There is no consensus in literature whether the dial test should be performed in prone or supine position in the ACL-deficient knee (Lunden et al., 2010). It was first described in supine position (Loomer, 1991) and later on in prone position (Veltri & Warren, 1993). Performing the dial test in prone position is considered the same as applying an anterior force to the tibia when performed in supine position (Jung et al., 2009; Strauss et al., 2007). Even though no posterior tibial subluxation will be visible if the posterior subluxation is reduced in the PCL-injured knee, it increases the ability of an examiner to detect a concomitant PLC injury in the setting of a PCL-deficient knee (Jung et al., 2009; Lee et al., 2015; Strauss et al., 2007). No such studies are performed in the ACL-deficient knee. Therefore, we chose to perform the dial test in prone position in the suspected ACL-injured patient, because it offers easy control of the flexion angles in the knee, flexion of the hips, manual torque applied and requires only one examiner.
The dial test is considered positive if ≥10° side-to-side difference is present (Veltri & Warren, 1993), however as is known side-to-side differences are present in healthy subjects and in the ACL-injured knee without concomitant PLC injury (Forsythe et al., 2017; Krause et al., 2013). A study from Krause et al. (Krause et al., 2013) demonstrated side-to-side differences ranging from 4.7° to 5.9° in healthy subjects. They show that a threshold of ≥10° side-to-side difference results in incorrect positive testing in 21% of their subjects and therefore suggest a threshold of ≥15° side-to-side difference. Even though biomechanical cadaveric studies suggest that the ACL does play a secondary role in restraining internal tibial rotation (Mouton et al., 2012; Wroble et al., 1993), a study of Forsythe et al. (Forsythe et al., 2017) demonstrated that isolated deficiency of the ACL accounts for nearly 7° of tibial external rotation found by the dial test in the absence of PLC injury and caution should be taken when interpreting the dial test.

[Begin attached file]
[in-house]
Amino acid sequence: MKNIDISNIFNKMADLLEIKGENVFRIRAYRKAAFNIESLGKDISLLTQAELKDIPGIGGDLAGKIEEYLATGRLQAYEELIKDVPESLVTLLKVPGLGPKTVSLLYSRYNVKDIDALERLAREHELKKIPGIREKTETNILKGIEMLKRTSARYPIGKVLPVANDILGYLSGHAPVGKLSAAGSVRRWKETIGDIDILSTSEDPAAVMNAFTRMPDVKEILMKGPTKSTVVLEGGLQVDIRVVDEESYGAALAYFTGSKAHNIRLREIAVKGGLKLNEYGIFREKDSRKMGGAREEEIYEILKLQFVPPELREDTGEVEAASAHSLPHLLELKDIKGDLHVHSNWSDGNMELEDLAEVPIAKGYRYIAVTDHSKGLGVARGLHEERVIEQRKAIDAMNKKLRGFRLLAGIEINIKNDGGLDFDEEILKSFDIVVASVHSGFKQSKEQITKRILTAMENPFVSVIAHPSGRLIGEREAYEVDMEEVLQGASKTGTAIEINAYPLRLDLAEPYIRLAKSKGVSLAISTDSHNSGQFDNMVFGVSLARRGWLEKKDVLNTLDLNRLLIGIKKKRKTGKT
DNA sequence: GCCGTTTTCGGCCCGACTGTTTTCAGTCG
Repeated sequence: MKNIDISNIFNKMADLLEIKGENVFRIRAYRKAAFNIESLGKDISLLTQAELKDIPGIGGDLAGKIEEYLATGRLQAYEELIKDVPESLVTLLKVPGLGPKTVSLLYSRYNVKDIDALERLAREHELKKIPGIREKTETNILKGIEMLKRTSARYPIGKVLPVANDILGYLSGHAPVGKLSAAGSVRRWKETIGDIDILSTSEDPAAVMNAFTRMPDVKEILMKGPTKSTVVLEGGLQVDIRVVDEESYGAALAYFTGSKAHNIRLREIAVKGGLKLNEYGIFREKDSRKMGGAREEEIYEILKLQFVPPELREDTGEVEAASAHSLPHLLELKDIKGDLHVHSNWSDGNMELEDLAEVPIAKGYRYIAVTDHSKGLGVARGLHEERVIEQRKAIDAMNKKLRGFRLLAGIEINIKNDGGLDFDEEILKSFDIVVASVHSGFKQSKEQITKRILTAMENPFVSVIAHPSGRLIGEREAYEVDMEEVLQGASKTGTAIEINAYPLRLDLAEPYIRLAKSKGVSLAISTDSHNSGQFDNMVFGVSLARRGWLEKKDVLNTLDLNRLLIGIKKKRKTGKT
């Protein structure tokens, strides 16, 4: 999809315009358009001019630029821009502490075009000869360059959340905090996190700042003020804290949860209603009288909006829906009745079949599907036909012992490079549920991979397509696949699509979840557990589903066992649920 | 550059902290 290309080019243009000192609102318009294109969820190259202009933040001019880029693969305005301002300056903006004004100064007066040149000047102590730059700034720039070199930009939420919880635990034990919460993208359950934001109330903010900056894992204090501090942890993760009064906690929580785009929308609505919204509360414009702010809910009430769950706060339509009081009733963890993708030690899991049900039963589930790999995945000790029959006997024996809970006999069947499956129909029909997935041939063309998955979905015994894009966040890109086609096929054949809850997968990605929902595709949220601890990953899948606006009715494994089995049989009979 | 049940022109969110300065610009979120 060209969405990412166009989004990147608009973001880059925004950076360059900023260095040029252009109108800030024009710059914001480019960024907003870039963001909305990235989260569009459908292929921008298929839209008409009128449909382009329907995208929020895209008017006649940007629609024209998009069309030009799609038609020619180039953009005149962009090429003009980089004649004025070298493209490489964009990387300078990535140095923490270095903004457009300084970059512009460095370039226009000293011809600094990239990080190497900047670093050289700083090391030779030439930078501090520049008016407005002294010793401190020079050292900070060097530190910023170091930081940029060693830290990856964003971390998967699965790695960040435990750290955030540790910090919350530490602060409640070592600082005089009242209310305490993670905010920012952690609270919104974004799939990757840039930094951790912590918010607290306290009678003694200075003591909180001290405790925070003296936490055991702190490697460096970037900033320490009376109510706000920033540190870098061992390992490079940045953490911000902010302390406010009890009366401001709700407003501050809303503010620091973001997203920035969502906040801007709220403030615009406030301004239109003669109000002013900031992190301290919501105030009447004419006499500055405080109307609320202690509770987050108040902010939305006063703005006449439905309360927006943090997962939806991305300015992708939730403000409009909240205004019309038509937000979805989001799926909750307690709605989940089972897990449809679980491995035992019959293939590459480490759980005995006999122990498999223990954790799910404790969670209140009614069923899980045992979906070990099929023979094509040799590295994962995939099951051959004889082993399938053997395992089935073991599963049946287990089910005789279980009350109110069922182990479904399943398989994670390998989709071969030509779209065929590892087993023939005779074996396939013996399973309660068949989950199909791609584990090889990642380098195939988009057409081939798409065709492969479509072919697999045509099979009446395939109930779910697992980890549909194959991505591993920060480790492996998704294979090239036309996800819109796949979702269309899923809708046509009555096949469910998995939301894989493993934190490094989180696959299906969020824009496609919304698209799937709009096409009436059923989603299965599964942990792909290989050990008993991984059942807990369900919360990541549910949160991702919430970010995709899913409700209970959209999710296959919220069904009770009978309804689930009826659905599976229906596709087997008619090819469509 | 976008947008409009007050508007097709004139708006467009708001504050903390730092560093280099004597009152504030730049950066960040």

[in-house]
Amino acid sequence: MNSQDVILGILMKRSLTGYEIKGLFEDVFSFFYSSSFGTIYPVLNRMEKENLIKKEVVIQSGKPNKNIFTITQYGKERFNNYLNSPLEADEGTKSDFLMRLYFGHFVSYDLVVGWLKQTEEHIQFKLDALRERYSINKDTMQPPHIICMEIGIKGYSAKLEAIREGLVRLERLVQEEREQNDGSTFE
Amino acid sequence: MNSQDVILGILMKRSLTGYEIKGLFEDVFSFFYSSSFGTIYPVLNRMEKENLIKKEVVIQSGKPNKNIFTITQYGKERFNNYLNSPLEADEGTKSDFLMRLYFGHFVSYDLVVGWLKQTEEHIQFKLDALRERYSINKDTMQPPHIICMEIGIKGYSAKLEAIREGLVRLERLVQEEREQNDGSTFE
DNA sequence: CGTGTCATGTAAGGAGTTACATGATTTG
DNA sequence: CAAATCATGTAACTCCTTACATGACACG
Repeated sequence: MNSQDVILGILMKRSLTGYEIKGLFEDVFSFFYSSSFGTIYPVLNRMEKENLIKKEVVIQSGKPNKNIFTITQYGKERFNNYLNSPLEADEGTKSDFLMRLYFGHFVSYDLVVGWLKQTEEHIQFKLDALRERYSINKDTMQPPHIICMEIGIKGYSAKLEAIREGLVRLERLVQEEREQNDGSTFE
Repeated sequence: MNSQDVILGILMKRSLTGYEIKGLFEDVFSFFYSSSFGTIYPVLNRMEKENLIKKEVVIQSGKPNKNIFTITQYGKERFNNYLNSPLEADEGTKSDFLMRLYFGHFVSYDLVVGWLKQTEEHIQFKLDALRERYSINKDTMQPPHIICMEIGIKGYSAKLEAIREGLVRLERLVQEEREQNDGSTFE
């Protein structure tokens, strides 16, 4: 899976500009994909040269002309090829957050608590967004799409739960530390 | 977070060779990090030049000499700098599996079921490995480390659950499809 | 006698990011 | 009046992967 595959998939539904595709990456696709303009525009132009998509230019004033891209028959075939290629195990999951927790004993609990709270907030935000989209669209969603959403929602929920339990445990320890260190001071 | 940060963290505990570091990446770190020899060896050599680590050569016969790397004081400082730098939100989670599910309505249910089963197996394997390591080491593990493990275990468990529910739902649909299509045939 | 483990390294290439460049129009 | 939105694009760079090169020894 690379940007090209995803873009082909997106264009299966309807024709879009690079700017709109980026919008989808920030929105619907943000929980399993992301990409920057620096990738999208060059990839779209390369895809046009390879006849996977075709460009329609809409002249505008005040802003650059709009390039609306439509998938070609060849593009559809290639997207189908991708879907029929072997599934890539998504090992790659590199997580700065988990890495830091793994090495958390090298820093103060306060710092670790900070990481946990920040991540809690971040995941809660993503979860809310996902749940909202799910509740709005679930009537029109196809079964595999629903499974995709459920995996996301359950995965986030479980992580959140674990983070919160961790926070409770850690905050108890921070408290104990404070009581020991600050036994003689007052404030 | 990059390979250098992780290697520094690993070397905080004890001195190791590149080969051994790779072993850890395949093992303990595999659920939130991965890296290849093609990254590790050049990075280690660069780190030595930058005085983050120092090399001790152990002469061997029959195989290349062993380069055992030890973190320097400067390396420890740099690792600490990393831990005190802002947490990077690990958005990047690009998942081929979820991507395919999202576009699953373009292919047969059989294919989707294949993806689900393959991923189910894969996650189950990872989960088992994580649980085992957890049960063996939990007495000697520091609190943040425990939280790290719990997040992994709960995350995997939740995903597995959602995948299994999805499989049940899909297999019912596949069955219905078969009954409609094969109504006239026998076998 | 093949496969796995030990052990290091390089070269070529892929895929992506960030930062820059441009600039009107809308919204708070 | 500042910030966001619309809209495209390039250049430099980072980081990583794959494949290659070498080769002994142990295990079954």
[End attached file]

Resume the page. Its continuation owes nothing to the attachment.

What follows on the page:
Besides variations in applied torque by different examiners, the amount of laxity can also influence the result of the dial test. Cooper et al. (Cooper, 1991) performed the dial test on healthy subjects under anesthesia. They found that the amount of external rotation laxity varied inversely according to their laxity index and that the thigh-foot angle only indirectly correlates with tibial rotation at the knee. Another study of Stinton et al. (Stinton et al., 2016) shows contradictory results. They state that the foot is not an accurate measure of tibial rotation and that the dial test performed by the clinician should focus on observation at the tibial tubercle and not on the foot. Because of these factors affecting the result of the dial test, it might be beneficial that an increase of side-to-side difference of external tibial rotation must be evaluated as a part of maximum external rotation, resulting in a percentage. This eliminates the individual variety in rotation laxity.